Reading Jedediah Berry's The Manual of Detection was so enjoyable that it behooves me to talk about it. It also makes me envious that Berry wrote this before anyone else did. Hero Charles Unwin is a sheltered clerk who edits the cases of a two-fisted detective into proper form for the archives. He gets an unwanted promotion to detective himself when (palindrome alert) Travis T Sivart goes missing. Beyond that I don't want to say much.
But the telling of this story is informed by dreams and fairy tales. It's appropriate that the speakeasy where Unwin must trawl for clues is called the Cat and Tonic. (Say it aloud.) There are a lot of influences at play here: German expressionism, film noir, Calvino. Sort of like if Thomas Ligotti scripted The Big Sleep, although that only takes you so far. But really the important thing is how the elements are jumbled as if by an unconscious mind.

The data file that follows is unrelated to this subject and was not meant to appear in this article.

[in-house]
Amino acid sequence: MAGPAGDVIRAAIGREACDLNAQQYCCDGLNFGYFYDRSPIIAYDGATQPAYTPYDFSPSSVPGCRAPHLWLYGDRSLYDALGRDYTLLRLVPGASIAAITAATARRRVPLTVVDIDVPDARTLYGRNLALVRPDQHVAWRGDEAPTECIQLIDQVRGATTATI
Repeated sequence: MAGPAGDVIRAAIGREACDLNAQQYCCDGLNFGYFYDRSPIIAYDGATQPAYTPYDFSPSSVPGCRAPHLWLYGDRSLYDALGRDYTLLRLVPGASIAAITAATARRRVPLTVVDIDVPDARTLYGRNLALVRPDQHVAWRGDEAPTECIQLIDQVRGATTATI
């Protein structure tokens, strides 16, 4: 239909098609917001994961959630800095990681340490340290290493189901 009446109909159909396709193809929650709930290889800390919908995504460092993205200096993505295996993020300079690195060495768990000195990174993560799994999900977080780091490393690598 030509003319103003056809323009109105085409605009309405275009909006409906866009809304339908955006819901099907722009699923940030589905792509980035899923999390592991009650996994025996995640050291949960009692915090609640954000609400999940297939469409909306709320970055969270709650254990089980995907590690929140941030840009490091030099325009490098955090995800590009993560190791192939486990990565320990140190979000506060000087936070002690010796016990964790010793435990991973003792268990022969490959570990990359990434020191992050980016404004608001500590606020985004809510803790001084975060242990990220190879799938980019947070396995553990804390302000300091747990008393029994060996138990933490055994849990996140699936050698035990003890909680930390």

What the New Yorker reviewer was thinking I don't know. A 9/11 allegory? Berry may well have been influenced by living through the War on Terror and the PATRIOT act. But reducing it to simple political allegory takes you far away from what Berry is doing. I mean, find a new buzzword already.